Debs v. United States
249 U.S. 211 (1919)

  • During World War I, Debs (a Socialist!) made an anti-war speech. He was arrested and charged with violating the Sedition Act of 1918.
    • The Sedition Act was an amendment to the Espionage Act of 1917, and basically made it a crime to (among other things), “utter, print, write, or publish any disloyal, profane, scurrilous, or abusive language” intended to cause contempt or scorn for the form of government of the US, hinder the war effort, or support the cause of countries at war with the US.
  • He was convicted and sentenced to 10 years in prison. He appealed.
    • Debs argued that the Sedition Act was an unconstitutional infringement on his 1st Amendment right to free speech.
  • The US Supreme Court upheld the conviction.
    • The US Supreme Court looked to Schenck v. United States (249 U.S. 47 (1919)) and found there was a clear and present danger exception to freedom of speech.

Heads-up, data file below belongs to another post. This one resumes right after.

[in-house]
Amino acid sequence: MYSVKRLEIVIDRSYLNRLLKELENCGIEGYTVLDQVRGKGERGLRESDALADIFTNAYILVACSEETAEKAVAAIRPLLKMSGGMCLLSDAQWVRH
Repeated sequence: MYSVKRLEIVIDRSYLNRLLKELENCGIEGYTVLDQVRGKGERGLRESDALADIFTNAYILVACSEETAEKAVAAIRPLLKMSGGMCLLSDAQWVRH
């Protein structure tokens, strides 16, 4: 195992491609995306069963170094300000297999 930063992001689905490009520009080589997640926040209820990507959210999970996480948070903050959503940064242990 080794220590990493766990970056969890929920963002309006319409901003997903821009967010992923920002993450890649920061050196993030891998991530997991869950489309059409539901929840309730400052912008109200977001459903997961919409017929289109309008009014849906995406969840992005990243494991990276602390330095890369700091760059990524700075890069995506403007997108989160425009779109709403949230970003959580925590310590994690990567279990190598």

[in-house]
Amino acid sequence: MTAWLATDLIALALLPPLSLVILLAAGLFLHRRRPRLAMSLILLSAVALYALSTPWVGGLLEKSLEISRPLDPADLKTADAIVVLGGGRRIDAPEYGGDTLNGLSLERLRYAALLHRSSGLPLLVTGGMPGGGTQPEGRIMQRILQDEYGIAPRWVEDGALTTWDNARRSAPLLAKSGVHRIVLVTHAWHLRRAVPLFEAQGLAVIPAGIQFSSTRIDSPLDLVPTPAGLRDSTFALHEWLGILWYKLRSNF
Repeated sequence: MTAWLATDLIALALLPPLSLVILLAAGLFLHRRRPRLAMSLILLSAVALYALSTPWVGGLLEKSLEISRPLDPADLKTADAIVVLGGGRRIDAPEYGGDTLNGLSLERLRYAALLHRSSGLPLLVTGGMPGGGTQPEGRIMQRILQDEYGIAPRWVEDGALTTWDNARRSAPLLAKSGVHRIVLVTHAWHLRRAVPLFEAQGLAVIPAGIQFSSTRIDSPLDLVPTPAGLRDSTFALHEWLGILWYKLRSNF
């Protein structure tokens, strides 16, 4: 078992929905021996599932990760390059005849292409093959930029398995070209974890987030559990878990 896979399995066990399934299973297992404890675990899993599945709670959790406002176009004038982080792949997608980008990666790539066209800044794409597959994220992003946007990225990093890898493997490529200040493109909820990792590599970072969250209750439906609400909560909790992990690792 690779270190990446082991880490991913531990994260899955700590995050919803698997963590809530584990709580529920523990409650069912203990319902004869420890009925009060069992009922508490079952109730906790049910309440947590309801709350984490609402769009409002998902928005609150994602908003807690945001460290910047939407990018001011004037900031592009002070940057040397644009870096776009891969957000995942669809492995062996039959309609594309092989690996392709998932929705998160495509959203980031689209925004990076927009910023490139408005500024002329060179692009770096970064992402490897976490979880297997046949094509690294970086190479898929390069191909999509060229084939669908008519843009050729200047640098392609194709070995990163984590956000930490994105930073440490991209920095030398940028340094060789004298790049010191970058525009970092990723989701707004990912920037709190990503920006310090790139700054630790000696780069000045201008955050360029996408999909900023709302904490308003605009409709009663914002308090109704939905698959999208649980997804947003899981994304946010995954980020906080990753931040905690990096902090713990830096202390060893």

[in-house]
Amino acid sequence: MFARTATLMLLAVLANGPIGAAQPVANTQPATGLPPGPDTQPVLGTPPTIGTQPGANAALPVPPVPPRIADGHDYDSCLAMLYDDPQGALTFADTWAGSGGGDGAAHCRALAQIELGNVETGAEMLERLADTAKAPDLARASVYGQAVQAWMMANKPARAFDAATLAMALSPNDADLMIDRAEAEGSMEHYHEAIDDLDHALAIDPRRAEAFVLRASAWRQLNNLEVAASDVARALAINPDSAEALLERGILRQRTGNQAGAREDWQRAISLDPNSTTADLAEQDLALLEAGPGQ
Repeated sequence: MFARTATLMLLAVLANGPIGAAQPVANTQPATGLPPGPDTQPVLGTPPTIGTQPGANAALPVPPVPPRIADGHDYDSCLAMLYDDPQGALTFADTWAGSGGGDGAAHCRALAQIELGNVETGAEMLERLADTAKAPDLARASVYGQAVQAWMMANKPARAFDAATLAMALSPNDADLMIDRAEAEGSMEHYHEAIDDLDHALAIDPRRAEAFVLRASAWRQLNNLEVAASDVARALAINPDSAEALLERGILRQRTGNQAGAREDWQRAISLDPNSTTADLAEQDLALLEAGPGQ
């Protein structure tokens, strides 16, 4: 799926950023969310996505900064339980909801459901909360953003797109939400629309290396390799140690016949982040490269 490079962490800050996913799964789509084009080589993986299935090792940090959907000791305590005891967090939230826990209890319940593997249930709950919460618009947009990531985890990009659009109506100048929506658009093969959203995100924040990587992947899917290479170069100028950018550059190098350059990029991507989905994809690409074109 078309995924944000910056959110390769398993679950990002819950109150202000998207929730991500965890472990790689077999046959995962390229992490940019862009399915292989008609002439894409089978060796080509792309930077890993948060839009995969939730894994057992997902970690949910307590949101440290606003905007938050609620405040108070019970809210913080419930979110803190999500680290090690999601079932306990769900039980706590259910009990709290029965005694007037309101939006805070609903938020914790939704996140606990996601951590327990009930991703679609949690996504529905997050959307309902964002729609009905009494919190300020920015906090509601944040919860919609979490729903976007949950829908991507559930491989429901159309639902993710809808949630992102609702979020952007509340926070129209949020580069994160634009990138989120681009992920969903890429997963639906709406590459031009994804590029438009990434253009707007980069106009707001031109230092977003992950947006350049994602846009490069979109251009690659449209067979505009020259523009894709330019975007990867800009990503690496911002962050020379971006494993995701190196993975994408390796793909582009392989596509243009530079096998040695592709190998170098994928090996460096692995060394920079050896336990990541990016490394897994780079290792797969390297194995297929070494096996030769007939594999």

• The clear and present danger exception says that a law is constitutional if it can be shown that the language it prohibits poses a “clear and present danger.”
    • The Court found that Debs was attempting to arouse mutiny and treason by preventing the drafting of soldiers, and during wartime, those actions were a clear and present danger.
  • Oddly, Debs ran for President from prison and won 3.4% of the popular vote. He was released from prison a year later when the Sedition Act and the Espionage Act were repealed.